What is TASA?
Why is TASA necessary?
TASA and the MPAA:
What you need to know!
The TASA process for trailer finishers.
The TASA process for Digital Cinema trailers.
TASA Certified Independent Audio Engineering Firms.
What is "Leqm"?
Where do I get a Leqm meter?
How effective is TASA?
Who do I talk to at the MPAA about trailers?
What about commercials in theatres?
Who are we?
TASA History.
The TASA Standard - Technical Document.

The TASA process for trailer finishers.

  1. Make sure your sound mixing facility has a properly calibrated Leqm meter.
    Click here for a list of Leqm meter suppliers.

  2. Check this website to get the current TASA Leqm Upper Volume Limit.

  3.  Mix your trailer. When you have finished your mix, measure the playback of your six track, two track, and any other printmasters intended for theatrical release in the manner specified in the TASA Standard. If any of your printmasters exceeds the current Leqm upper volume limit, remix the trailer until it complies with the standard. It is important to note that the measurement begins with the first sound of the trailer, regardless of where the visual image starts. The measurement ends at the final sound of the trailer, regardless of any continuing silent credit blocks or coming card. There is a three second grace in the start of your measurement. (You must hit the start button on the Leqm meter within three seconds of the first sound.).

  4. Fill out a TASA Dub Stage Report and Certificate Request Form. These forms are available from any of the TASA Certified Independent Audio Engineering Firms.

    Click here to download the form from THX.

    Click here to download the form from TMH.

    (Note: This contact information is provided for informational purposes only. Neither the MPAA nor the TASA Committee is responsible for or endorses any one company's products or services.)

  5. If you are releasing your trailer on film, send a soundtrack-only print or a composite check print to an Independent Audio Engineering Firm (I.A.E.) that has been certified by the TASA Committee. If you are releasing your trailer in Digital Cinema, you must send a Broadcast Wave file of your mix to an I.A.E. for certification as well. You must send the soundtrack to the I.A.E. within 48 hours of your mix. Be sure to include a TASA Dub Stage Report/Certificate Request Form along with the audio media. (You may also fax the form.)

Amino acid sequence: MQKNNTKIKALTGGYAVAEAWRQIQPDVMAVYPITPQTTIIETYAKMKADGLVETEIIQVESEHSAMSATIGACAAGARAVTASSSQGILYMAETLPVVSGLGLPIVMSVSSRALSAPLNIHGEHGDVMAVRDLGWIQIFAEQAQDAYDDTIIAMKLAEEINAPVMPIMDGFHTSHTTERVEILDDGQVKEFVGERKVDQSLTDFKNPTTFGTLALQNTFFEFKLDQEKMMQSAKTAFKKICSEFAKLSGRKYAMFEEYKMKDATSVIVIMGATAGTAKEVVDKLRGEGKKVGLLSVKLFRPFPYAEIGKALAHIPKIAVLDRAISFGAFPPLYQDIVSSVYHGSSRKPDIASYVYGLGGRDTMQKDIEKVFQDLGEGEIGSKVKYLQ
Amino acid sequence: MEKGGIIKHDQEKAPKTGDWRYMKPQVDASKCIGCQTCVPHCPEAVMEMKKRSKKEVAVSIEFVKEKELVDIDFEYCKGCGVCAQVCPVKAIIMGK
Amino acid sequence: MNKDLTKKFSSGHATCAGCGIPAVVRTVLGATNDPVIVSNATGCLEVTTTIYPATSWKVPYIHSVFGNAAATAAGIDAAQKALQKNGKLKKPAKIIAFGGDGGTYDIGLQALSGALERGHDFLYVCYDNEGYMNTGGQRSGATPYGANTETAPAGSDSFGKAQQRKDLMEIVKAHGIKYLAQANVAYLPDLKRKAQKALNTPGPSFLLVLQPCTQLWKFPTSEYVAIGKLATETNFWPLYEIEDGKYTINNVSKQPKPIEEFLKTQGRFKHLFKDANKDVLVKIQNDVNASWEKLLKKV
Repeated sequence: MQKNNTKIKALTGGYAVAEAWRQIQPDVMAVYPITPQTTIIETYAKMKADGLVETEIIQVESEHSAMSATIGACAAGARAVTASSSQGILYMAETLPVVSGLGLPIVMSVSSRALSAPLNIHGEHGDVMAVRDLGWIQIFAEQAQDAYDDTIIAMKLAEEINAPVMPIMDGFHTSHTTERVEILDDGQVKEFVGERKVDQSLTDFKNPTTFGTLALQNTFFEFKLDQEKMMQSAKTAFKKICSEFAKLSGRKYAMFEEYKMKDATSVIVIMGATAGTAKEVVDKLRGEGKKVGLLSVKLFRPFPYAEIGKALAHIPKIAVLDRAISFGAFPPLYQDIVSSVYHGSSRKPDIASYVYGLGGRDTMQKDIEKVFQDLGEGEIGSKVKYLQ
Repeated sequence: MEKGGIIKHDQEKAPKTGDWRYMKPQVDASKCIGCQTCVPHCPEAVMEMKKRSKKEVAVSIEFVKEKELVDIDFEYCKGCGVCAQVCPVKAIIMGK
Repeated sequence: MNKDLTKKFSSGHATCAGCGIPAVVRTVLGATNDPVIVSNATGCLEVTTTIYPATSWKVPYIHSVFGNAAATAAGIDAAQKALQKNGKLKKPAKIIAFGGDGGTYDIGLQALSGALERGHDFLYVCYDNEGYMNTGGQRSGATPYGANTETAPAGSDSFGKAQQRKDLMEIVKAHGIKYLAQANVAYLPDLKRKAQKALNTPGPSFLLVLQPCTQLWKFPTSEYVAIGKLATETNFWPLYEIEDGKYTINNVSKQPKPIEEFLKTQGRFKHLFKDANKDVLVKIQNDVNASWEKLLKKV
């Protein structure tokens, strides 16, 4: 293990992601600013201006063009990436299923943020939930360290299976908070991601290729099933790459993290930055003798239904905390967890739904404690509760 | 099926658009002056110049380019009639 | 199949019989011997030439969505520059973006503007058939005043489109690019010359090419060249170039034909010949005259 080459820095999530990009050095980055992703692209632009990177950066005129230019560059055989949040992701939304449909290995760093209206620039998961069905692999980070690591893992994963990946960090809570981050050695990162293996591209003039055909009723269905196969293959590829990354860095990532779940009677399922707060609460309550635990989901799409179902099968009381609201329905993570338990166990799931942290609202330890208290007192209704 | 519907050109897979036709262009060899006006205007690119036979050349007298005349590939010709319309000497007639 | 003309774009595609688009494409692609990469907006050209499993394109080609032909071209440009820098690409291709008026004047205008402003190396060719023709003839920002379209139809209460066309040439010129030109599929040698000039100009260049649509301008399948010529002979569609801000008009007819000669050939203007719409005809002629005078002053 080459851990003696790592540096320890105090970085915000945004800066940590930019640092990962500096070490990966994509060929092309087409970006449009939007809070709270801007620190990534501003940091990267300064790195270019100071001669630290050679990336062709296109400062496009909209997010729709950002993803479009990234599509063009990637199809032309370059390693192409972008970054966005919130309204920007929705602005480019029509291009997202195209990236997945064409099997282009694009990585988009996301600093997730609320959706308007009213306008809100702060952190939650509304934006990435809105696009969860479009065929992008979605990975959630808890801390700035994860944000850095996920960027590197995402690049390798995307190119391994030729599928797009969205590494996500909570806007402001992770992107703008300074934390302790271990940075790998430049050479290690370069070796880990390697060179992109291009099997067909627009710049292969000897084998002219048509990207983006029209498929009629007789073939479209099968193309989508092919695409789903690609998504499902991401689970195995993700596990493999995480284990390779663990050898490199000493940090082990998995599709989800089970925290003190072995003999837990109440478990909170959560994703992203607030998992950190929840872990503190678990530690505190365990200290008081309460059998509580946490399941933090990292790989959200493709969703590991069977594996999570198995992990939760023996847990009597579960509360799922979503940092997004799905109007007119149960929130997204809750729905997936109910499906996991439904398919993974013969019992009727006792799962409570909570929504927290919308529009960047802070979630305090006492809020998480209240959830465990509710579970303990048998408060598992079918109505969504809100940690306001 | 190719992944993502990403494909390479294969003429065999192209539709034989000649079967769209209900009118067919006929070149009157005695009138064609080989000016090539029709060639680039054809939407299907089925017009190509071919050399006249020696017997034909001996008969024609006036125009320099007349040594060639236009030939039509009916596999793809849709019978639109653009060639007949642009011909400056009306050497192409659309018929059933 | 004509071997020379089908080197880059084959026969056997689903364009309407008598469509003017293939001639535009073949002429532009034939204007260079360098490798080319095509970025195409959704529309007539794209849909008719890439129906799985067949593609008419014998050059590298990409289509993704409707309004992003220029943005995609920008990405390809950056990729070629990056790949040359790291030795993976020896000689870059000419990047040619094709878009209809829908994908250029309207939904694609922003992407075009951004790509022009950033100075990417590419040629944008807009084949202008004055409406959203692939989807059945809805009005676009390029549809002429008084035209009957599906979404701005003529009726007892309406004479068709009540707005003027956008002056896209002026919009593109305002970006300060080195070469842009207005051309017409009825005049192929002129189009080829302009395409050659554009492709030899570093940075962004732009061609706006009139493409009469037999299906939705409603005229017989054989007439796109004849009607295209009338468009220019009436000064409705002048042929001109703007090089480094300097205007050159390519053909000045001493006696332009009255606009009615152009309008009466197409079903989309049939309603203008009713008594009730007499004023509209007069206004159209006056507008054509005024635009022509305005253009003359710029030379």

It is important to note that the TASA Certificate Request Form authorizes the I.A.E. to measure the trailer soundtrack that you send, but also to pull a trailer release print or Digital Cinema Package (DCP) at random from your release printing laboratory or DCP Distribution entity to double check TASA compliance.

The I.A.E. will measure the trailer's Leqm in all formats and confirm that the trailer complies with the TASA Standard. The I.A.E. will then issue a TASA Certificate and forward this certificate to the MPAA. The MPAA requires receipt of a TASA Certificate for trailer approval under the MPAA Advertising Rules.

Effective June 1, 2006, there will no longer be allowed a 1dB grace discrepancy over the current 85dB standard. If the trailer does not pass the standard the I.A.E. will contact you, the initiating studio, the dubbing stage and the MPAA. Within seven days, the studio shall remix the material to comply with the upper volume level, currently at 85dB, and submit a new married sample to the I.A.E. for verification. Any further printing must be from the new mix. Evidence that the studio has pulled and replaced any of the original non-compliant soundtrack negatives from the film labs must be submitted to the MPAA. If after investigation, it is found that a trailer does not pass the standard due to a technical error that was beyond the control of the releasing studio, a "TASA Exemption" may be issued. It is extremely important to note that TASA Exemptions are given ONLY if you have submitted your trailer for TASA Certification within 48 hours of your sound mix.

After you have begun release printing your trailer, the I.A.E. will contact your film lab or depot, or Digital Cinema Distribution entity and will pull a randomly selected print or DCP from the stock of release prints. This print (called a "Blind Check Print") will be measured by the I.A.E. to confirm the volume matches the original certified mix.

If the Blind Check Print fails the TASA Standard (and does not match the print originally certified), the studio in question could be found in violation of the MPAA Advertising Regulations.

Any steps taken if a trailer fails the TASA Standard are entirely up to the MPAA.